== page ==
NEW YORK (Reuters) - Hurricane Dean, the Atlantic season’s first major storm, was heading toward Mexico’s Yucatan Peninsula as a powerful Category 4 storm on Monday as it continued to track west across the Caribbean, the U.S. National Hurricane Center said in its latest advisory.
Dean passed just south of Jamaica Sunday with wind speeds near 150 miles per hour (240 kph), buffeting the island with heavy winds and rain.
At 5 p.m. EDT (9:00 p.m. British Time), Dean was located about 270 miles (435 km) east of Chetumal, Mexico.
Dean was moving west at 20 mph, with maximum sustained winds still near 150 mph, and was expected to hit the east coast of the Yucatan Peninsula late Monday evening or very early Tuesday morning.
The NHC said it was likely that Dean would strengthen to Category 5 status, the highest on the Saffir-Simpson scale, with winds of 156 mph or greater, before making landfall.
A westward or west-northwestward motion was expected to continue for the next 24 hours.
Computer models showed Dean crossing the Yucatan on Tuesday, then moving into the Bay of Campeche in the southwest Gulf of Mexico before making landfall Wednesday afternoon in Mexico between Veracruz and Tampico.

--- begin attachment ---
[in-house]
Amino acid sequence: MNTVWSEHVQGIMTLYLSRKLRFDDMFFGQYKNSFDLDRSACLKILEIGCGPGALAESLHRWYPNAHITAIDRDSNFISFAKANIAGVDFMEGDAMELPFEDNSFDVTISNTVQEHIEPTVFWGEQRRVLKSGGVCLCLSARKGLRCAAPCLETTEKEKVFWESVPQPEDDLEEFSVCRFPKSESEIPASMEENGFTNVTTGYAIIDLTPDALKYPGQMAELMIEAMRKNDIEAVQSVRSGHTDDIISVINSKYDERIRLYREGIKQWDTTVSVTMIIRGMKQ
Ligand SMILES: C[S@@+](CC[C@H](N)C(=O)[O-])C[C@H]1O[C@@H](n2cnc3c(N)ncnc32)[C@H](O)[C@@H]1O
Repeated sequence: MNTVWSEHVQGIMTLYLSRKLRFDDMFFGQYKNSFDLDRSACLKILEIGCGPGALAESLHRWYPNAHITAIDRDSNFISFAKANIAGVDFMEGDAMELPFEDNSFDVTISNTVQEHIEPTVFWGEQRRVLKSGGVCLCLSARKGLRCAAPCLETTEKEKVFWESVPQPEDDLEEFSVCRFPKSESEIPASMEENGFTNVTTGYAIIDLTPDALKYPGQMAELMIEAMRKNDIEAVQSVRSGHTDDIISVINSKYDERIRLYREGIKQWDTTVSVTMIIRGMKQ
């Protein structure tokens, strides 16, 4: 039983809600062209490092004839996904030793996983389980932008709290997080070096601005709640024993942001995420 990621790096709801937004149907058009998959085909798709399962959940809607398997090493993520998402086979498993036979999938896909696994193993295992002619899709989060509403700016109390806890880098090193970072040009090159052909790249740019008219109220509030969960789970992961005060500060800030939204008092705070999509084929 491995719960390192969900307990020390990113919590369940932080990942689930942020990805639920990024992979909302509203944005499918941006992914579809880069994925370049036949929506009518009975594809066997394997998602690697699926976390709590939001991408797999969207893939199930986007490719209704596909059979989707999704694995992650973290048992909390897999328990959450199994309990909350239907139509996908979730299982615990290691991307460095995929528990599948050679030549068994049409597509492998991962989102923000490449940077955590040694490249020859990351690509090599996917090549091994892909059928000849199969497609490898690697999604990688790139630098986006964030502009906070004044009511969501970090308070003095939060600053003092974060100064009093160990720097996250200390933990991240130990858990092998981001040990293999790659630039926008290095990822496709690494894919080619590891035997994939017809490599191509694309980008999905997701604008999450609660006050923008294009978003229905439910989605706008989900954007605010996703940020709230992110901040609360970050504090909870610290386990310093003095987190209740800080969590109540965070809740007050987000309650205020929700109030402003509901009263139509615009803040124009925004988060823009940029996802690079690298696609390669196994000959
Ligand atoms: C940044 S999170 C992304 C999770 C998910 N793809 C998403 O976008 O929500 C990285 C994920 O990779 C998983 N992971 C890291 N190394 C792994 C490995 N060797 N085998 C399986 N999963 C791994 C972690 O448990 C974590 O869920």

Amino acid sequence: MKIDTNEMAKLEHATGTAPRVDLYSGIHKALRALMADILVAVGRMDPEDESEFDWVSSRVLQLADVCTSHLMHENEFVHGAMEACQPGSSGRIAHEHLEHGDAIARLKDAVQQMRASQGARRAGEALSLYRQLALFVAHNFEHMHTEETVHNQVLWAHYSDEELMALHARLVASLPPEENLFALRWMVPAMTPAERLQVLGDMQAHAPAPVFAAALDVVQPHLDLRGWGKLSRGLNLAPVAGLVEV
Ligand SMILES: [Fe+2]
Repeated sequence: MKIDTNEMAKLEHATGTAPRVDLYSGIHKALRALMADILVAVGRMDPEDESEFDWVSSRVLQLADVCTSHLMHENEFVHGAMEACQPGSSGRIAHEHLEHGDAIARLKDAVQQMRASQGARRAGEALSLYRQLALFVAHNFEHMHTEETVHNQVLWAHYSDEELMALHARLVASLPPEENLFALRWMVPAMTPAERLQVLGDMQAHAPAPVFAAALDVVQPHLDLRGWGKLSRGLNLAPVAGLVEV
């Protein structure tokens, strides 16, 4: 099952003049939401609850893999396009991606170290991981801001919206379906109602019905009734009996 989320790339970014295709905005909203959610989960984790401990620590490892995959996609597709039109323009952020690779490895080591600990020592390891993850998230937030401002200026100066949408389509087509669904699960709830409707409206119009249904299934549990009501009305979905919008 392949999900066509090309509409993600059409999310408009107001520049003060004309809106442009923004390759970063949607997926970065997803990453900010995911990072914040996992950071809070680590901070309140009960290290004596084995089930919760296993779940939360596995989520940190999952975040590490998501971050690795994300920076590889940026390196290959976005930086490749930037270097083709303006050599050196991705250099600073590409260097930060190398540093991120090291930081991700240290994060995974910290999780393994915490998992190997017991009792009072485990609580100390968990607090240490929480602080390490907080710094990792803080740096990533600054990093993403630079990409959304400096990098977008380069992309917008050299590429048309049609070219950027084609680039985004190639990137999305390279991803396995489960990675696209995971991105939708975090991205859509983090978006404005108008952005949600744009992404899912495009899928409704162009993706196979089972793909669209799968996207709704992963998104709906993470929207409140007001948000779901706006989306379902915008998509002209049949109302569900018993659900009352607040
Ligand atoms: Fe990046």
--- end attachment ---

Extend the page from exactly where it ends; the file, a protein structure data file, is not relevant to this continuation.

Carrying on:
While Dean was not expected to land anywhere near the refineries or key oil and gas producing platforms located along the Texas coast, it was already disrupting oil and gas operations in Mexico’s Bay of Campeche.
Mexico’s state oil company Pemex said Monday it will close all oil and gas wells in the main Campeche Sound region due to the storm, losing production of some 2.65 million barrels of crude per day, or over 80 percent of its total crude output.
The NHC said it expected Dean to weaken as it crossed the Yucatan but still retain hurricane status before it restrengthens in the Bay of Campeche.
The NHC will issue its next advisory at 8 p.m. EDT (1:00 a.m. British Time).
Our Standards: The Thomson Reuters Trust Principles.